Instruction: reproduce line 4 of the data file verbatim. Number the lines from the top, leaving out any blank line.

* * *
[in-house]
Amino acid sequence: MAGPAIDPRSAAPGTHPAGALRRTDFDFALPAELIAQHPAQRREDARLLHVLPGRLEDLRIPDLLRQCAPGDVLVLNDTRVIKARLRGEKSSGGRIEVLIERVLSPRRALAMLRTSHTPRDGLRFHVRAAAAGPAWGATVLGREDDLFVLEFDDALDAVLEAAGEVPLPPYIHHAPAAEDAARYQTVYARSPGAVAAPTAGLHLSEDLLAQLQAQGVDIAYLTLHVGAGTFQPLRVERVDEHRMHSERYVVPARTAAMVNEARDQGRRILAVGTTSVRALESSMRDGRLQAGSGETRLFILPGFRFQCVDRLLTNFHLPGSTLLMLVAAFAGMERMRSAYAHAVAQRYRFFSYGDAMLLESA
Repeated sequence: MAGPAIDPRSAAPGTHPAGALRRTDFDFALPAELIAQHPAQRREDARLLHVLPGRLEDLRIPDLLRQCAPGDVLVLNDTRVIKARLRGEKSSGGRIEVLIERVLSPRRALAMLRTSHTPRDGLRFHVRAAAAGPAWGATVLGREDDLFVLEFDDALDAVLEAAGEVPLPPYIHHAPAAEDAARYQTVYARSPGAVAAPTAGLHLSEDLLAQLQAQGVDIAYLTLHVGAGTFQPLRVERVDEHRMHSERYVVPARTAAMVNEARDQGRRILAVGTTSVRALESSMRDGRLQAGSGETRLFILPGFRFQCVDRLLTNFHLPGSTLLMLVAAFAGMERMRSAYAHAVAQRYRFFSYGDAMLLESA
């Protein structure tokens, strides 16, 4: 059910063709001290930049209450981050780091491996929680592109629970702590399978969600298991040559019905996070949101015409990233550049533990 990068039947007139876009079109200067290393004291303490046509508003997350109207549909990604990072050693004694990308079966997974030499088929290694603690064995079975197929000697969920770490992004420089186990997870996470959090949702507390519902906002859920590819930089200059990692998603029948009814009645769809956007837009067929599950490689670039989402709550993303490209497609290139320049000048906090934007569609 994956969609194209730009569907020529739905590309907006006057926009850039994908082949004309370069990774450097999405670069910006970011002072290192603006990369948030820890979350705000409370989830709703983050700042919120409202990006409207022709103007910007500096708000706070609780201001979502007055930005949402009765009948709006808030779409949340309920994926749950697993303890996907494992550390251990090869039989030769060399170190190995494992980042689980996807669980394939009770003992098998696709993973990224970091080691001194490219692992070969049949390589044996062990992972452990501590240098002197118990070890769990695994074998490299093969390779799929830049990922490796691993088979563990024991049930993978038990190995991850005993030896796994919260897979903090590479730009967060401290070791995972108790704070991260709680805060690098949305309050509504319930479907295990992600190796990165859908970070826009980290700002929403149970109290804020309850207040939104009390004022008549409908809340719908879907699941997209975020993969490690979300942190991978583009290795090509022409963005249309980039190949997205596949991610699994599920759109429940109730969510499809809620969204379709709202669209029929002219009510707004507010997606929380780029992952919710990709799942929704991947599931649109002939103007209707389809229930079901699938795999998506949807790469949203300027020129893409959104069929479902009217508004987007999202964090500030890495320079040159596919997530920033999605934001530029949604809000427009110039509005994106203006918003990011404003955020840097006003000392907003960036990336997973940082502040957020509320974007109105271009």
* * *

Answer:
């Protein structure tokens, strides 16, 4: 059910063709001290930049209450981050780091491996929680592109629970702590399978969600298991040559019905996070949101015409990233550049533990 990068039947007139876009079109200067290393004291303490046509508003997350109207549909990604990072050693004694990308079966997974030499088929290694603690064995079975197929000697969920770490992004420089186990997870996470959090949702507390519902906002859920590819930089200059990692998603029948009814009645769809956007837009067929599950490689670039989402709550993303490209497609290139320049000048906090934007569609 994956969609194209730009569907020529739905590309907006006057926009850039994908082949004309370069990774450097999405670069910006970011002072290192603006990369948030820890979350705000409370989830709703983050700042919120409202990006409207022709103007910007500096708000706070609780201001979502007055930005949402009765009948709006808030779409949340309920994926749950697993303890996907494992550390251990090869039989030769060399170190190995494992980042689980996807669980394939009770003992098998696709993973990224970091080691001194490219692992070969049949390589044996062990992972452990501590240098002197118990070890769990695994074998490299093969390779799929830049990922490796691993088979563990024991049930993978038990190995991850005993030896796994919260897979903090590479730009967060401290070791995972108790704070991260709680805060690098949305309050509504319930479907295990992600190796990165859908970070826009980290700002929403149970109290804020309850207040939104009390004022008549409908809340719908879907699941997209975020993969490690979300942190991978583009290795090509022409963005249309980039190949997205596949991610699994599920759109429940109730969510499809809620969204379709709202669209029929002219009510707004507010997606929380780029992952919710990709799942929704991947599931649109002939103007209707389809229930079901699938795999998506949807790469949203300027020129893409959104069929479902009217508004987007999202964090500030890495320079040159596919997530920033999605934001530029949604809000427009110039509005994106203006918003990011404003955020840097006003000392907003960036990336997973940082502040957020509320974007109105271009």